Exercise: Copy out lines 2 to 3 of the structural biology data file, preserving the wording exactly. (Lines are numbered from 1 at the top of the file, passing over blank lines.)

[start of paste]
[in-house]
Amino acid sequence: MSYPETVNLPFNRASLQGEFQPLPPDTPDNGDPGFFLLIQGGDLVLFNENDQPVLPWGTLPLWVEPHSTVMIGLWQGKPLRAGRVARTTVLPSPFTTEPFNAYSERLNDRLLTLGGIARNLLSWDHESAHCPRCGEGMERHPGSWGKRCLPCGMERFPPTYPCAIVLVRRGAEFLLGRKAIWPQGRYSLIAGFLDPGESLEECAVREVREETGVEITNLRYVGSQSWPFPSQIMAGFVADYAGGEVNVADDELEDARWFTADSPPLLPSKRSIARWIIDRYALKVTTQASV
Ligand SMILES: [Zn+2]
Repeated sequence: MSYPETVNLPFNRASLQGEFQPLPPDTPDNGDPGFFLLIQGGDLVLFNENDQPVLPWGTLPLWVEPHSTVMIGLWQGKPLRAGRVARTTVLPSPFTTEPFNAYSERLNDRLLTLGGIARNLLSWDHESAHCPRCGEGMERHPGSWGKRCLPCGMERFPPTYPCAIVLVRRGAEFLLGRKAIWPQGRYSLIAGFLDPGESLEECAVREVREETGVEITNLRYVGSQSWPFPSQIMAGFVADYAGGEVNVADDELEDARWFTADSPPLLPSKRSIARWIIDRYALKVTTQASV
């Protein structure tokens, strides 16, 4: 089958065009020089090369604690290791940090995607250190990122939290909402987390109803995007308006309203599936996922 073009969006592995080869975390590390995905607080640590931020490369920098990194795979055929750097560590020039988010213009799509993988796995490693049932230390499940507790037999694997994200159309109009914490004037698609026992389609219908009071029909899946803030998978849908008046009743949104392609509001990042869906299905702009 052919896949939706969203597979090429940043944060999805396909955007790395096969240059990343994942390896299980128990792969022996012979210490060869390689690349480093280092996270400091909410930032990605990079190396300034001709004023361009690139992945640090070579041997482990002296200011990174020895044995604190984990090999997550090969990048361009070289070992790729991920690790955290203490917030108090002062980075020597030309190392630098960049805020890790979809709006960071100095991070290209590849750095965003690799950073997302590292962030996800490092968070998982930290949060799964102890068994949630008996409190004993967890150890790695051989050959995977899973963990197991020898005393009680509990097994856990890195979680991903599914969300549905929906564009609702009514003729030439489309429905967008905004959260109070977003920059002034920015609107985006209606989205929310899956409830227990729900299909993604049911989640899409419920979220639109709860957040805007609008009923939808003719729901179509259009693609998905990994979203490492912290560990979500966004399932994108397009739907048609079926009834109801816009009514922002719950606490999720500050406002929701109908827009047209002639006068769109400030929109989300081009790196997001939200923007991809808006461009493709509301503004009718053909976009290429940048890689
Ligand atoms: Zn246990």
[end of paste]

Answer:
Amino acid sequence: MSYPETVNLPFNRASLQGEFQPLPPDTPDNGDPGFFLLIQGGDLVLFNENDQPVLPWGTLPLWVEPHSTVMIGLWQGKPLRAGRVARTTVLPSPFTTEPFNAYSERLNDRLLTLGGIARNLLSWDHESAHCPRCGEGMERHPGSWGKRCLPCGMERFPPTYPCAIVLVRRGAEFLLGRKAIWPQGRYSLIAGFLDPGESLEECAVREVREETGVEITNLRYVGSQSWPFPSQIMAGFVADYAGGEVNVADDELEDARWFTADSPPLLPSKRSIARWIIDRYALKVTTQASV
Ligand SMILES: [Zn+2]